at the end of the bleed. An alternative euthanasia method is recommended after the blood withdrawal.

Anesthesia Methods
The choice of anesthetics is an important consideration when collecting blood from rodents due to physiologic
effects of anesthetics. Consult with the attending veterinarian for specific suggestions. Some drugs used in
anesthesia/restraint procedures (e.g., xylazine) may promote alterations in normal blood glucose levels. Longer
procedures and certain drugs, such as pentobarbital sodium, may result in hypoxia and hypothermia. Blood
collection in conjunction with lengthy anesthesia generally contributes to procedural morbidity and mortality.

Training Available
If you are not experienced in blood collection techniques, training is required. If you have questions or
comments about any of the techniques presented, contact a DLAR technician. Attention to proper restraint,
supportive care, equipment and technical details greatly enhance the success of research requiring blood
sampling.

The Department of Laboratory Animal Resources provides blood collection services on a recharge basis if your
lab is not staffed to obtain the required specimens. Services are also available to process small volume blood
samples from most lab animal species with VetScan/Abaxis analyzers to obtain serum chemistry profiles and
hematology data.

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Guidelines for Blood Collection in Mice

Total blood volume = 6% of lean body weight.


Maximum blood collection = 1% of body weight every two (2) weeks.
Example: 25 gm mouse = collect up to 0.25 ml.

Collection Site Advantages Disadvantages

Lateral tail vein • Anesthesia not required • Secure restraint require


• Vein is easily accessed • Yields only small quantities
• Specialized equipment needed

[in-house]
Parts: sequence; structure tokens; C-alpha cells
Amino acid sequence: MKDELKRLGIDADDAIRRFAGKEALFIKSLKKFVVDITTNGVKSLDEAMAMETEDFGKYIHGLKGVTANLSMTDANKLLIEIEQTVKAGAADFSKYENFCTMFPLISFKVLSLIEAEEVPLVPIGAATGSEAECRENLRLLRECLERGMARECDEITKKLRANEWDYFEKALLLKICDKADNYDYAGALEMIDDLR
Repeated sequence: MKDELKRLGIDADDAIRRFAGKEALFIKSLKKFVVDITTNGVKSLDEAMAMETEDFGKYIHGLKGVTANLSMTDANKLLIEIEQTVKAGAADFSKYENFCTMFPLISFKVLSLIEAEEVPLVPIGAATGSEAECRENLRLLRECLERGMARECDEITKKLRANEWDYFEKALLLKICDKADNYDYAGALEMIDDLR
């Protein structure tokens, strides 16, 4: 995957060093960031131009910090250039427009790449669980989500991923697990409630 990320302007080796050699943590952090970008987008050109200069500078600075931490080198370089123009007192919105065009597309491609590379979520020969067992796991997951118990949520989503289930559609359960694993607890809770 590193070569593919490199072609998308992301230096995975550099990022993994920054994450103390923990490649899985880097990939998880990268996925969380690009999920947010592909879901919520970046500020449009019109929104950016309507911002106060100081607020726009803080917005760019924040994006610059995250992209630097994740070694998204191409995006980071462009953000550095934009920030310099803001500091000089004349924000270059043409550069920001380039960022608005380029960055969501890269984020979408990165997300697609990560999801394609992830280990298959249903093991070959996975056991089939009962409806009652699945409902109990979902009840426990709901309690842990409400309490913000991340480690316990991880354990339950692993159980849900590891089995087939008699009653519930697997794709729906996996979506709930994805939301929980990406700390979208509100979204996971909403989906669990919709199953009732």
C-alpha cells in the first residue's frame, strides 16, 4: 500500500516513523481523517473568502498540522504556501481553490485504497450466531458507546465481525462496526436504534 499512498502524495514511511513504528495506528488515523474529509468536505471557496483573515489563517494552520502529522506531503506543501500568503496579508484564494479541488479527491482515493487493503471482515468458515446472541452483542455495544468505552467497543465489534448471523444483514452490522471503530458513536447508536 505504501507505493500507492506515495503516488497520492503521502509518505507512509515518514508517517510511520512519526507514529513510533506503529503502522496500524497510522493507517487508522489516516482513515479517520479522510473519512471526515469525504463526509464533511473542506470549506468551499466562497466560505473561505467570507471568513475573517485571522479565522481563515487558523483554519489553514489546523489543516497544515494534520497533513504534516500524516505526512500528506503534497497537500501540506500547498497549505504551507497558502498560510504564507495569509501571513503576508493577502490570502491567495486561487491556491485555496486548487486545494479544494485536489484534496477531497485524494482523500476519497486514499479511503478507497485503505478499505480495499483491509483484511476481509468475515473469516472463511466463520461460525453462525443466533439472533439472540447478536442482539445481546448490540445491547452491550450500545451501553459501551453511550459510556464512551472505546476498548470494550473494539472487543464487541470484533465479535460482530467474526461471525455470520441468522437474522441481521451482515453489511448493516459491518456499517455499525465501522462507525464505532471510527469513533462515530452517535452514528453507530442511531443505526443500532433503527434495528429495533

Orbital Sinus or Plexus • Large samples can be collected • Anesthesia is required


• Yields only small quantities
• Can cause ophthalmic
complications

Lateral Saphenous Vein • Anesthesia not required • Requires training


• Excellent for serial sampling
• Moderate volume of blood can
be collected

Submandibular or Facial • Anesthesia not required • Requires training


Vein • Excellent for serial sampling • Requires specialized equipment
• Moderate volumes can be (lancet)
collected

Tail Snip Technique • Anesthesia not required • Limited to small sample sizes
• Excellent for serial sampling

Cardiac Puncture • Maximum blood can be • Requires deep anesthesia


(Cardiocentesis) collected • Non-survival procedure only

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Guidelines for Blood Collection in Rats

Total blood volume = 6% of lean body weight.


Maximum blood collection = 1% of body weight every two (2) weeks
Example: 250 gm rat = collect up to 2.5 ml.

Collection Site Advantages Disadvantages

Lateral tail vein • Vein is easily accessed • Requires special equipment


• Anesthesia not required • Secure restraint necessary
• Yields moderate quantities

Ventral Tail Artery • Large samples can be collected • Anesthesia is required


• Requires training

Orbital Sinus or Plexus • Large samples can be collected • Anesthesia is required


• Requires training
• Can cause ophthalmic
complications
• Requires post bleed monitoring

Lateral Saphenous Vein • Large samples can be collected • Requires training


• Anesthesia not required